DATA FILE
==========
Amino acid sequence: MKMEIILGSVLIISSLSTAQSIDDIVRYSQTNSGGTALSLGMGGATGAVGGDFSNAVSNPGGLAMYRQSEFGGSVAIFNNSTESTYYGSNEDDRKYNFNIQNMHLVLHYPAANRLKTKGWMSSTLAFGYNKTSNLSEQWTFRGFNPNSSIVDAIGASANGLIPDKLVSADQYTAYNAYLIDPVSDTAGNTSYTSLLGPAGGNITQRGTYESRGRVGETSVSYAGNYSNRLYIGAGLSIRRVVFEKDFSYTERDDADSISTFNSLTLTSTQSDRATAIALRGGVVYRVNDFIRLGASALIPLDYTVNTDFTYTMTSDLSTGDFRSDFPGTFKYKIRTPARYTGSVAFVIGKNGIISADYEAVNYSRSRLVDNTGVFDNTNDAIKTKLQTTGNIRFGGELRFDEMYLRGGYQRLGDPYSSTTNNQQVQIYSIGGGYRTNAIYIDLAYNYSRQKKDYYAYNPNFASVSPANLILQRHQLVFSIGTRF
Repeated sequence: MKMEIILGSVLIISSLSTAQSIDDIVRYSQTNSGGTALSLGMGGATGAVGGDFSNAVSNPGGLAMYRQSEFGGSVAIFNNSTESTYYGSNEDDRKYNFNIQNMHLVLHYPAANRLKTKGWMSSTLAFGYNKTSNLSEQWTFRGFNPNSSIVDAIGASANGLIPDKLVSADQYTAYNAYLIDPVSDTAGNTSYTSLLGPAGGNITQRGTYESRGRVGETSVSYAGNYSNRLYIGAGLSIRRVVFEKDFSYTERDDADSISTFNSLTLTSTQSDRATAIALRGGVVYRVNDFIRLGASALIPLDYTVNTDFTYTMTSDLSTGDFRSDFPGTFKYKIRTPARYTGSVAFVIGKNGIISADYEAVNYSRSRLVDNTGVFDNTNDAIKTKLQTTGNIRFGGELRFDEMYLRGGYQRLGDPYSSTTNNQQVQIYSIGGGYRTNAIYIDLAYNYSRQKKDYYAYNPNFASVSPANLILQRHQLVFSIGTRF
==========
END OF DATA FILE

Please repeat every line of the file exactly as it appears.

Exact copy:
Amino acid sequence: MKMEIILGSVLIISSLSTAQSIDDIVRYSQTNSGGTALSLGMGGATGAVGGDFSNAVSNPGGLAMYRQSEFGGSVAIFNNSTESTYYGSNEDDRKYNFNIQNMHLVLHYPAANRLKTKGWMSSTLAFGYNKTSNLSEQWTFRGFNPNSSIVDAIGASANGLIPDKLVSADQYTAYNAYLIDPVSDTAGNTSYTSLLGPAGGNITQRGTYESRGRVGETSVSYAGNYSNRLYIGAGLSIRRVVFEKDFSYTERDDADSISTFNSLTLTSTQSDRATAIALRGGVVYRVNDFIRLGASALIPLDYTVNTDFTYTMTSDLSTGDFRSDFPGTFKYKIRTPARYTGSVAFVIGKNGIISADYEAVNYSRSRLVDNTGVFDNTNDAIKTKLQTTGNIRFGGELRFDEMYLRGGYQRLGDPYSSTTNNQQVQIYSIGGGYRTNAIYIDLAYNYSRQKKDYYAYNPNFASVSPANLILQRHQLVFSIGTRF
Repeated sequence: MKMEIILGSVLIISSLSTAQSIDDIVRYSQTNSGGTALSLGMGGATGAVGGDFSNAVSNPGGLAMYRQSEFGGSVAIFNNSTESTYYGSNEDDRKYNFNIQNMHLVLHYPAANRLKTKGWMSSTLAFGYNKTSNLSEQWTFRGFNPNSSIVDAIGASANGLIPDKLVSADQYTAYNAYLIDPVSDTAGNTSYTSLLGPAGGNITQRGTYESRGRVGETSVSYAGNYSNRLYIGAGLSIRRVVFEKDFSYTERDDADSISTFNSLTLTSTQSDRATAIALRGGVVYRVNDFIRLGASALIPLDYTVNTDFTYTMTSDLSTGDFRSDFPGTFKYKIRTPARYTGSVAFVIGKNGIISADYEAVNYSRSRLVDNTGVFDNTNDAIKTKLQTTGNIRFGGELRFDEMYLRGGYQRLGDPYSSTTNNQQVQIYSIGGGYRTNAIYIDLAYNYSRQKKDYYAYNPNFASVSPANLILQRHQLVFSIGTRF